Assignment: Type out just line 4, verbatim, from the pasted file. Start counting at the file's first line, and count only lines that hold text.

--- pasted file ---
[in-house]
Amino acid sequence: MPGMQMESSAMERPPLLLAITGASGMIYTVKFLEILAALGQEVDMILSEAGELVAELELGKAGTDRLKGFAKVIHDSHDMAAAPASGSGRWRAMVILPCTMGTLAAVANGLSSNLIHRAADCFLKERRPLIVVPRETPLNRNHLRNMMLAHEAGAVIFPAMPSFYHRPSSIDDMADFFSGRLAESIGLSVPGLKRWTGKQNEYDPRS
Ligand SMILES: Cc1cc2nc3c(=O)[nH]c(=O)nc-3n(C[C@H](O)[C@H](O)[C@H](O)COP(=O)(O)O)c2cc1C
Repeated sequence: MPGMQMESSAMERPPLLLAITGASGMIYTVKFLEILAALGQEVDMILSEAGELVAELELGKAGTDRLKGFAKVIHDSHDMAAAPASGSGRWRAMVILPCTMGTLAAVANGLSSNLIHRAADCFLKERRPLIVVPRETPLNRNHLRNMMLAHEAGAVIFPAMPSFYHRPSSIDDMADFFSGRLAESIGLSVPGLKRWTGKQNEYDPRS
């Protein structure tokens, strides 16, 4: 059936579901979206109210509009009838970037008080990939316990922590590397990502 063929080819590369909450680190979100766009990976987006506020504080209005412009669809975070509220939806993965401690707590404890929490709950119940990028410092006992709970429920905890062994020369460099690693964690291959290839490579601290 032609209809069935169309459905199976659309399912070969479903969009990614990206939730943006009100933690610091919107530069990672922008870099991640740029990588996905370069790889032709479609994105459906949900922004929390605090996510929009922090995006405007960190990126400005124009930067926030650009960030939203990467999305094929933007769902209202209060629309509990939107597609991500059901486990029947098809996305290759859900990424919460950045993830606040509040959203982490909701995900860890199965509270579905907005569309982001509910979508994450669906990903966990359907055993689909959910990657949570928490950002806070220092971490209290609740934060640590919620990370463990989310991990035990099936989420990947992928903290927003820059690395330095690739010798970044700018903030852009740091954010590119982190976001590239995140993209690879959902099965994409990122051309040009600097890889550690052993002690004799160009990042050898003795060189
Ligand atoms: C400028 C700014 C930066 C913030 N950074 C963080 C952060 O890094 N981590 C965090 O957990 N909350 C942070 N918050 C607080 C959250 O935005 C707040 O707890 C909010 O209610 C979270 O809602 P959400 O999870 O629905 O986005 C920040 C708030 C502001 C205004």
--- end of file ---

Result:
Repeated sequence: MPGMQMESSAMERPPLLLAITGASGMIYTVKFLEILAALGQEVDMILSEAGELVAELELGKAGTDRLKGFAKVIHDSHDMAAAPASGSGRWRAMVILPCTMGTLAAVANGLSSNLIHRAADCFLKERRPLIVVPRETPLNRNHLRNMMLAHEAGAVIFPAMPSFYHRPSSIDDMADFFSGRLAESIGLSVPGLKRWTGKQNEYDPRS